If there anything’s more terrifying than being trapped inside of an impossibly large labyrinth, it’s being trapped inside with the man-bull creature the labyrinth was designed to contain. The labyrinth of Daedalus was one of the most famous engineering projects in mythology, and within its walls was the Minotaur, a creature spawned from a human mother and bull father. Although its mother cared deeply for the beast, it was too savage to be left unchecked, and was eventually contained within Daedalus’ labyrinth. Years later, the hero Theseus made his name by decapitating the creature and putting an end to its roaming within the dark halls. Although the Minotaur is depicted as a monster in most contemporary media, a great deal of mythological writing emphasizes the bond between the Minotaur and its human mother, Pasiphae.

Culture of Origin: Ancient Cretan | Appearance: A towering humanoid creature with a distinctly bull-like head. | Region of Habitation: Crete

Traits: Formed from a human mother and a bull father, the minotaur was imprisoned in a Cretan labyrinth to contain its strength and rage. | Most Famous Media Portrayal: Percy Jackson & the Olympians: The Lightning Thief, 2010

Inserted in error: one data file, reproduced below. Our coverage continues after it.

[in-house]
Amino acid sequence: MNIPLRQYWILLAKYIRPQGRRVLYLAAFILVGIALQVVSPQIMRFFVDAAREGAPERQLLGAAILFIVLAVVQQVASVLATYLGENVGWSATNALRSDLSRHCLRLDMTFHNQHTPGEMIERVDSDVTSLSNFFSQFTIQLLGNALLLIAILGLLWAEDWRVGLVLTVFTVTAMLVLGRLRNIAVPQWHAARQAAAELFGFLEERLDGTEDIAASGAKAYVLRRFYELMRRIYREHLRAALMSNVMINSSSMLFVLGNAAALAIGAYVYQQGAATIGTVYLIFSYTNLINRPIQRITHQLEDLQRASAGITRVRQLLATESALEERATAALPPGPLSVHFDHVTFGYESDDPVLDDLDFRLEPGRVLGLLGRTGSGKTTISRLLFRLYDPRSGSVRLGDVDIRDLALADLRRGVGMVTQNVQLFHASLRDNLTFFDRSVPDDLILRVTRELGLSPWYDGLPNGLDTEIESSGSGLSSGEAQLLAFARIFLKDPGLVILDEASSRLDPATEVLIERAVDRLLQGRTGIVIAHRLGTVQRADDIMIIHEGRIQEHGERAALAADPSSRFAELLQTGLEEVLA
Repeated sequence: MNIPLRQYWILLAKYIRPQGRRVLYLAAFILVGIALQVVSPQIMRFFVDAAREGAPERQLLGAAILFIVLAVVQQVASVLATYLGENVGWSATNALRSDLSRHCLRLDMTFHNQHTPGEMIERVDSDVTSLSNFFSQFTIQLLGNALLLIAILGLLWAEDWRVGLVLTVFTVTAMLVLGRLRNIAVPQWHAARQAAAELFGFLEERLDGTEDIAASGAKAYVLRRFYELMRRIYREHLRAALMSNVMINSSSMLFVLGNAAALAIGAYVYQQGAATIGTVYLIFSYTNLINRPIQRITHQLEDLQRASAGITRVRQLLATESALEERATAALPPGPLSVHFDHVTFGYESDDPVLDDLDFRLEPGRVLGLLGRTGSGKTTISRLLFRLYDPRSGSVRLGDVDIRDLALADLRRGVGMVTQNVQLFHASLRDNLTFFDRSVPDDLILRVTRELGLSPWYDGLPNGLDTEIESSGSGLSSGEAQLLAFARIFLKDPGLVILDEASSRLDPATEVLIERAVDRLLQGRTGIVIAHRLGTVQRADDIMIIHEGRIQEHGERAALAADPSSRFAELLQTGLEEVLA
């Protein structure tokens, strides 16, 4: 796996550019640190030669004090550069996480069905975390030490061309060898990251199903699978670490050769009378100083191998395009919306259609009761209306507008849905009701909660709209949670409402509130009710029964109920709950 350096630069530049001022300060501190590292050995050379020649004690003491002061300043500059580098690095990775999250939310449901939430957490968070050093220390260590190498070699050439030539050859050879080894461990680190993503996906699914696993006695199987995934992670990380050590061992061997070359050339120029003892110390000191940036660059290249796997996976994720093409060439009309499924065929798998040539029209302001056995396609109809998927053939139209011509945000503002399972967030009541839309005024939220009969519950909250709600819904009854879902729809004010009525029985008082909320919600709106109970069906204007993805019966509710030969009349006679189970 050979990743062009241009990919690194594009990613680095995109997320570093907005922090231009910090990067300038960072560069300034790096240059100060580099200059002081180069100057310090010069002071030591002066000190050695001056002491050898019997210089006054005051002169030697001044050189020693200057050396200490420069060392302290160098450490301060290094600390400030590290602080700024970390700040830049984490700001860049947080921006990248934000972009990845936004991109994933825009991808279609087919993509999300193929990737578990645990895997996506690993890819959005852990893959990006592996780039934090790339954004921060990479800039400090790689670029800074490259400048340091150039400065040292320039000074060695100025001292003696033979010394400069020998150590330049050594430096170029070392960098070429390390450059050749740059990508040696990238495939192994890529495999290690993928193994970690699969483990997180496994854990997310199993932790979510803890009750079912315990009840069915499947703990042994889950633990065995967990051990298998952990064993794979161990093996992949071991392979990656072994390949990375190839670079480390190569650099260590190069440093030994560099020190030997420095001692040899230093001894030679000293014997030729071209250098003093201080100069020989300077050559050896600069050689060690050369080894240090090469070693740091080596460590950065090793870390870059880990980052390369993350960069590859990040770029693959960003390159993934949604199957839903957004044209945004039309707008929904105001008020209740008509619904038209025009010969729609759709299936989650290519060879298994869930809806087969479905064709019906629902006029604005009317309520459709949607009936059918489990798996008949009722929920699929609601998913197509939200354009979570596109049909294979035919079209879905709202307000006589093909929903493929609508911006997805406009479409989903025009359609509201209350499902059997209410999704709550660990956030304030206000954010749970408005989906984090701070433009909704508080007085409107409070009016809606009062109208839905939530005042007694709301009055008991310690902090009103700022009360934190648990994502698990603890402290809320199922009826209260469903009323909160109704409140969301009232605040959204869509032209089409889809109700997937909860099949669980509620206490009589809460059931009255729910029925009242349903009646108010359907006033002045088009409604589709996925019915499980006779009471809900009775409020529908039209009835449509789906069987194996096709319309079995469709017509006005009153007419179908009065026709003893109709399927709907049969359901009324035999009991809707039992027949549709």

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Centaur

Feb 26, 2015
Centaur

Anybody involved in distance running has probably, at one point or another, wished that they could gain the centaur’s defining trait: an equine lower body. With a full set of powerful legs, hooves, and a swishing tail, the centaur was a symbol of foreignness to the Greeks, and often represented primal behavior and belligerence in legends. In one memorable instance, a brawl instigated by drunken centaurs at a wedding celebration devolved into slaughter. Disney’s Hercules, surprisingly, presented one of the creature’s most accurate portrayals, considering the aggressive and stubborn nature of its lead centaur. Chiron, the ferryman for the Underworld, was perhaps the most well-known centaur in Greek mythology. He stood in stark contrast to the undisciplined masses of his species due to his temperament, medicinal knowledge, and general kindness.

Culture of Origin: Ancient Greek | Appearance: A hybrid creature with the upper body of a human, and the lower body of a horse, including hooves and a tail. | Region of Habitation: Thessaly, Magnesia, Laconia, Elis

Traits: Known for their intimidating physiology and penchant for violence, often known to fight humans with little provocation. | Most Famous Media Portrayal: The Chronicles of Narnia: The Lion, the Witch and the Wardrobe, 2005

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Jötunn

Feb 26, 2015
Jötunn